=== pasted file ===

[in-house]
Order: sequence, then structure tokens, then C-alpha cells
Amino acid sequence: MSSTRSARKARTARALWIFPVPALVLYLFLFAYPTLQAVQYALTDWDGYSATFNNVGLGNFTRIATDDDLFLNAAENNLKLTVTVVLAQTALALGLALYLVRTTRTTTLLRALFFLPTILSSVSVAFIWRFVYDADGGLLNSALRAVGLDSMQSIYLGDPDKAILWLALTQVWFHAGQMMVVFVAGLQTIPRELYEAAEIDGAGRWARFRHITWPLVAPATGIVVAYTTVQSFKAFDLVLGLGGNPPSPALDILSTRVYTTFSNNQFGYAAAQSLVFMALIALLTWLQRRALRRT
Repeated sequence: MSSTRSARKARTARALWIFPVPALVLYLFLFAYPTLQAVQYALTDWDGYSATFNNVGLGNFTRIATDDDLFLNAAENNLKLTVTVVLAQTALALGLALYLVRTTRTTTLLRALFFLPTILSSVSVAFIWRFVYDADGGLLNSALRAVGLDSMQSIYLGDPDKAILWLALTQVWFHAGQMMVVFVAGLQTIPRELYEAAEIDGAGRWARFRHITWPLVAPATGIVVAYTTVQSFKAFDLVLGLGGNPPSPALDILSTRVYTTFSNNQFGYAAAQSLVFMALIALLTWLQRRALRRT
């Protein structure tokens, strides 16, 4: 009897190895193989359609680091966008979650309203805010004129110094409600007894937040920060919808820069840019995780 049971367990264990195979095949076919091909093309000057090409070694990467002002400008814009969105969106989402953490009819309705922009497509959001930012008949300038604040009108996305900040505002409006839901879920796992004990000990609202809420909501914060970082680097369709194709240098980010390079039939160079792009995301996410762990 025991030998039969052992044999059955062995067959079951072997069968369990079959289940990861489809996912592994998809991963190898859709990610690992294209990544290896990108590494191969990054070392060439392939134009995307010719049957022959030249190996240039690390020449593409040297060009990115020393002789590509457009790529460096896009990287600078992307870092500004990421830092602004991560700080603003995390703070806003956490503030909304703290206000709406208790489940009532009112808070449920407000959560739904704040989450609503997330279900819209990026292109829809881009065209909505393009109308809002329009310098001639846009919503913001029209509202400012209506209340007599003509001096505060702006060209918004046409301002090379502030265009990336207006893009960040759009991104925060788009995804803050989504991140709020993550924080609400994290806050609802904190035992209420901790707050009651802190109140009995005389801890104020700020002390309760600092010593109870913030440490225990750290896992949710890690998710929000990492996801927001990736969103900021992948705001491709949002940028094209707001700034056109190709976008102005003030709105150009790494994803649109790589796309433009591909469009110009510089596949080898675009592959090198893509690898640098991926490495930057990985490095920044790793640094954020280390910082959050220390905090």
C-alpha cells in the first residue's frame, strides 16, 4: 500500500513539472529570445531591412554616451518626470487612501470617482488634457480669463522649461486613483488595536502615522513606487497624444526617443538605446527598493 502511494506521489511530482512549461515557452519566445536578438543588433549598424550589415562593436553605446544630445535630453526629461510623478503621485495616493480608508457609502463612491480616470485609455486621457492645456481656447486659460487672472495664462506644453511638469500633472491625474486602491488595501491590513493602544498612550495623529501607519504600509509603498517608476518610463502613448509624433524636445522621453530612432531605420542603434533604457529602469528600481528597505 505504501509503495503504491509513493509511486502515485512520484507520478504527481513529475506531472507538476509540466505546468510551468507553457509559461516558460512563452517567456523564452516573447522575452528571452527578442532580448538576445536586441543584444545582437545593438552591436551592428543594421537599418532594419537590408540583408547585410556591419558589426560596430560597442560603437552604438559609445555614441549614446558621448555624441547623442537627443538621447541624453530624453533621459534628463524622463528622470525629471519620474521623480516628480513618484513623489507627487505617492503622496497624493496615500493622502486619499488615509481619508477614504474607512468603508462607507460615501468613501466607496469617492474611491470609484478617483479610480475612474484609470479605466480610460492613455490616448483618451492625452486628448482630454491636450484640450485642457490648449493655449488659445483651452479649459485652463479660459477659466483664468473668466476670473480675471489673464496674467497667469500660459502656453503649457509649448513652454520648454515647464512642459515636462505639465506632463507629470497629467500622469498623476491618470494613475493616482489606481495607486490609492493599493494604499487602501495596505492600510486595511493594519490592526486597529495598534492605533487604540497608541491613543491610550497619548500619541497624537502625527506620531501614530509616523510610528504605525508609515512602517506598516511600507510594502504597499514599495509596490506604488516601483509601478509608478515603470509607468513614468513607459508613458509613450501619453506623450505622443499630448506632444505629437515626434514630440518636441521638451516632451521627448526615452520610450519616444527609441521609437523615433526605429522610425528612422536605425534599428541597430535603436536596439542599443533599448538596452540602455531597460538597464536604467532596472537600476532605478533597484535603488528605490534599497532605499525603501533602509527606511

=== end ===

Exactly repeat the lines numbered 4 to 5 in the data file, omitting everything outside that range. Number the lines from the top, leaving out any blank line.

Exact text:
Repeated sequence: MSSTRSARKARTARALWIFPVPALVLYLFLFAYPTLQAVQYALTDWDGYSATFNNVGLGNFTRIATDDDLFLNAAENNLKLTVTVVLAQTALALGLALYLVRTTRTTTLLRALFFLPTILSSVSVAFIWRFVYDADGGLLNSALRAVGLDSMQSIYLGDPDKAILWLALTQVWFHAGQMMVVFVAGLQTIPRELYEAAEIDGAGRWARFRHITWPLVAPATGIVVAYTTVQSFKAFDLVLGLGGNPPSPALDILSTRVYTTFSNNQFGYAAAQSLVFMALIALLTWLQRRALRRT
């Protein structure tokens, strides 16, 4: 009897190895193989359609680091966008979650309203805010004129110094409600007894937040920060919808820069840019995780 049971367990264990195979095949076919091909093309000057090409070694990467002002400008814009969105969106989402953490009819309705922009497509959001930012008949300038604040009108996305900040505002409006839901879920796992004990000990609202809420909501914060970082680097369709194709240098980010390079039939160079792009995301996410762990 025991030998039969052992044999059955062995067959079951072997069968369990079959289940990861489809996912592994998809991963190898859709990610690992294209990544290896990108590494191969990054070392060439392939134009995307010719049957022959030249190996240039690390020449593409040297060009990115020393002789590509457009790529460096896009990287600078992307870092500004990421830092602004991560700080603003995390703070806003956490503030909304703290206000709406208790489940009532009112808070449920407000959560739904704040989450609503997330279900819209990026292109829809881009065209909505393009109308809002329009310098001639846009919503913001029209509202400012209506209340007599003509001096505060702006060209918004046409301002090379502030265009990336207006893009960040759009991104925060788009995804803050989504991140709020993550924080609400994290806050609802904190035992209420901790707050009651802190109140009995005389801890104020700020002390309760600092010593109870913030440490225990750290896992949710890690998710929000990492996801927001990736969103900021992948705001491709949002940028094209707001700034056109190709976008102005003030709105150009790494994803649109790589796309433009591909469009110009510089596949080898675009592959090198893509690898640098991926490495930057990985490095920044790793640094954020280390910082959050220390905090």